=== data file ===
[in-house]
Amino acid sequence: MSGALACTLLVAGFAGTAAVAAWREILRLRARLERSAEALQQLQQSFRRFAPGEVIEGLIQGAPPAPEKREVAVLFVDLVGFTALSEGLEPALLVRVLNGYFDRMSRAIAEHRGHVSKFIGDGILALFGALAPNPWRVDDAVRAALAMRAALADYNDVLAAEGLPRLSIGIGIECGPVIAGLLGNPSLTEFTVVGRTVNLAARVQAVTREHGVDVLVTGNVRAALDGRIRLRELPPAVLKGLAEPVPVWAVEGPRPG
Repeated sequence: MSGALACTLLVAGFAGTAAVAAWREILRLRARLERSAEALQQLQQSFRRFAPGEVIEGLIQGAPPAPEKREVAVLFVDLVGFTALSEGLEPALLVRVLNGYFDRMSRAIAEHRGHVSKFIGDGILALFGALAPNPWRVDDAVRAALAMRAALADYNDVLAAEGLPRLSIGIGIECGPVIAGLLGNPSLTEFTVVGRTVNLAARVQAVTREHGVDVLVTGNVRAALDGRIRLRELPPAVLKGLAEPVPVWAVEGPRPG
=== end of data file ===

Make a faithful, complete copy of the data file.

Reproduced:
[in-house]
Amino acid sequence: MSGALACTLLVAGFAGTAAVAAWREILRLRARLERSAEALQQLQQSFRRFAPGEVIEGLIQGAPPAPEKREVAVLFVDLVGFTALSEGLEPALLVRVLNGYFDRMSRAIAEHRGHVSKFIGDGILALFGALAPNPWRVDDAVRAALAMRAALADYNDVLAAEGLPRLSIGIGIECGPVIAGLLGNPSLTEFTVVGRTVNLAARVQAVTREHGVDVLVTGNVRAALDGRIRLRELPPAVLKGLAEPVPVWAVEGPRPG
Repeated sequence: MSGALACTLLVAGFAGTAAVAAWREILRLRARLERSAEALQQLQQSFRRFAPGEVIEGLIQGAPPAPEKREVAVLFVDLVGFTALSEGLEPALLVRVLNGYFDRMSRAIAEHRGHVSKFIGDGILALFGALAPNPWRVDDAVRAALAMRAALADYNDVLAAEGLPRLSIGIGIECGPVIAGLLGNPSLTEFTVVGRTVNLAARVQAVTREHGVDVLVTGNVRAALDGRIRLRELPPAVLKGLAEPVPVWAVEGPRPG